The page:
Merck settles on claim for NotPetya attack havoc.

January 9, 2024
1 min read

Key Points:

  • Merck and its insurers have reached a settlement for a $1.4 billion insurance claim filed by the pharmaceutical company after the NotPetya cyberattack in 2017.
  • Merck did not have cyber insurance during the attack, but the damage was later found to be excluded under the war exclusion clause.

Merck and its insurers have come to a settlement agreement for a $1.4 billion insurance claim filed by the pharmaceutical giant in relation to the destructive NotPetya cyberattack that occurred in 2017. The terms of the settlement were not disclosed. This settlement comes after Merck successfully received favorable court decisions in 2022 and 2023.

During the NotPetya attack, Merck did not have cyber insurance coverage. At the time, insurers determined that the damage caused by the attack fell under the war exclusion clause in their policy, therefore not eligible for coverage. However, New Jersey Superior Court Judge Thomas Walsh later ruled that the war exclusion clause did not apply in this specific case. This decision was subsequently upheld by the New Jersey appellate when the insurers appealed the ruling.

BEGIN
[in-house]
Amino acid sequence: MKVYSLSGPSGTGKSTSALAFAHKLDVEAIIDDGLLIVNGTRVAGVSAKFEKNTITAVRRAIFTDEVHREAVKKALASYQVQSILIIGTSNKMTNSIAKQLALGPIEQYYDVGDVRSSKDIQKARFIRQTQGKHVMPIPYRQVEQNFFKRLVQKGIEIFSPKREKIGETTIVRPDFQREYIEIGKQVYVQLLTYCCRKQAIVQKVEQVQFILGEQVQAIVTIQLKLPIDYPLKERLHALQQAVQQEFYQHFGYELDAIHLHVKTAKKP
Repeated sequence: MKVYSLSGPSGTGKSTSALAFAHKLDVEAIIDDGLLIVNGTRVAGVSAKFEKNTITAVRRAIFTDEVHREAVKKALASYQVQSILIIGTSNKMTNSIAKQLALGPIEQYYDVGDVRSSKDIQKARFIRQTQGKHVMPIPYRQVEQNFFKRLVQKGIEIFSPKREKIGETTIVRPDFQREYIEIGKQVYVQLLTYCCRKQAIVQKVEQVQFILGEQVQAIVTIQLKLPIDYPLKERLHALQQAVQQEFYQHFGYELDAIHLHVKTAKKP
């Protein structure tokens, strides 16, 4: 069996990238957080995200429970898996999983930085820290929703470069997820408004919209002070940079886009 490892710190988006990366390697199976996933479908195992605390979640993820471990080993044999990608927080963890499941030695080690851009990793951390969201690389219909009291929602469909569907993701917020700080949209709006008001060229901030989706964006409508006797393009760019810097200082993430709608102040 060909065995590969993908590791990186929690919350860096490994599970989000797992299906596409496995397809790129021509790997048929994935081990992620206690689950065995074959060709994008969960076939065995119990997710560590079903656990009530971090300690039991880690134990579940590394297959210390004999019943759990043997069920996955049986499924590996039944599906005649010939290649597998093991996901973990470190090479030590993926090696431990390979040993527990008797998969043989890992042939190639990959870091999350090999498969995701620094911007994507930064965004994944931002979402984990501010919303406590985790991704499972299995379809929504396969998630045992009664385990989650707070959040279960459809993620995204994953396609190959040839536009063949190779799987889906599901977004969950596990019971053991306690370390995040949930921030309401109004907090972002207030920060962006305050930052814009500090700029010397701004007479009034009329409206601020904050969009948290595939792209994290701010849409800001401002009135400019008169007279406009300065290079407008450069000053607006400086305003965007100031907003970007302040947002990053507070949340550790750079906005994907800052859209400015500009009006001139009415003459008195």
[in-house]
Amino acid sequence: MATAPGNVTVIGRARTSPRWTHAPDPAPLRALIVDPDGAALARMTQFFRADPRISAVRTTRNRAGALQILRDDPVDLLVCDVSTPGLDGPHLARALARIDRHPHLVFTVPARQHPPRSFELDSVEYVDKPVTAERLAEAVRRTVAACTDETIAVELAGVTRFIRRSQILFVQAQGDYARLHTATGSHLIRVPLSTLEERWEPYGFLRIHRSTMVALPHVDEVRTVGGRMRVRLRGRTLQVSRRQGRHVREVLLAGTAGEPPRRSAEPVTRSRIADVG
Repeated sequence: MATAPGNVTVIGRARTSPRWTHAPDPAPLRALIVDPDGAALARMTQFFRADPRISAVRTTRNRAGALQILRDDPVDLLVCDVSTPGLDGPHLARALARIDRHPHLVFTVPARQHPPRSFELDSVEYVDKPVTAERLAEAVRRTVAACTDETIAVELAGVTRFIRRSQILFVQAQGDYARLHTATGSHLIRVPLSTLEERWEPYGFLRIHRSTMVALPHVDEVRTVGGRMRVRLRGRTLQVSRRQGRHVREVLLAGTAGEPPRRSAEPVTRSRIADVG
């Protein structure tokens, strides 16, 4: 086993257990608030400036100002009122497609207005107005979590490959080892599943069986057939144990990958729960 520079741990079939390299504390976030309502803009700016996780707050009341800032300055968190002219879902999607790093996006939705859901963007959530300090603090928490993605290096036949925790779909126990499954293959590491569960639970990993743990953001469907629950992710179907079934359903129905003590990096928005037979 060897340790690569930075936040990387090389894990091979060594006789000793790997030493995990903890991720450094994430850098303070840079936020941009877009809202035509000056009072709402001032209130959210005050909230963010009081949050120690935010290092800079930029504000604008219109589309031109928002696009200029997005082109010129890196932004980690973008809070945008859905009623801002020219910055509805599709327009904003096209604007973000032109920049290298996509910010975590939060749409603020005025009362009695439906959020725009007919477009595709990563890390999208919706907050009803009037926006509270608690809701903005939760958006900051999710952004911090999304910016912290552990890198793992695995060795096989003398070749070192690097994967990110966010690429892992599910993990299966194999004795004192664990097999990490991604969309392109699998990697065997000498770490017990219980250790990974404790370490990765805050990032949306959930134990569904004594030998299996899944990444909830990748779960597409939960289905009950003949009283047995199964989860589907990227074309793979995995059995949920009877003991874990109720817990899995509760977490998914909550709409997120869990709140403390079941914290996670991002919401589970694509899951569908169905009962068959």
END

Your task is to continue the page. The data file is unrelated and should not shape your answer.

Bloomberg Law reported that the settlement between Merck and its insurers comes just before a New Jersey Supreme Court review of the insurance dispute was scheduled to take place. This review had the potential to establish a national precedent that could impact the growing cyber insurance market.

This settlement highlights the ongoing disparities in cyber insurance coverage and the importance of carefully examining the fine print of insurance policies. Without cyber insurance coverage during the NotPetya attack, Merck was at risk of facing significant financial losses. It is crucial for organizations to understand their insurance coverage and ensure that they are adequately protected against cyber threats.

Overall, this settlement provides a resolution to Merck’s insurance claim and emphasizes the necessity for businesses to carefully consider their insurance coverage in relation to cyberattacks.

Sources:

  1. SecurityWeek
  2. SiliconAngle

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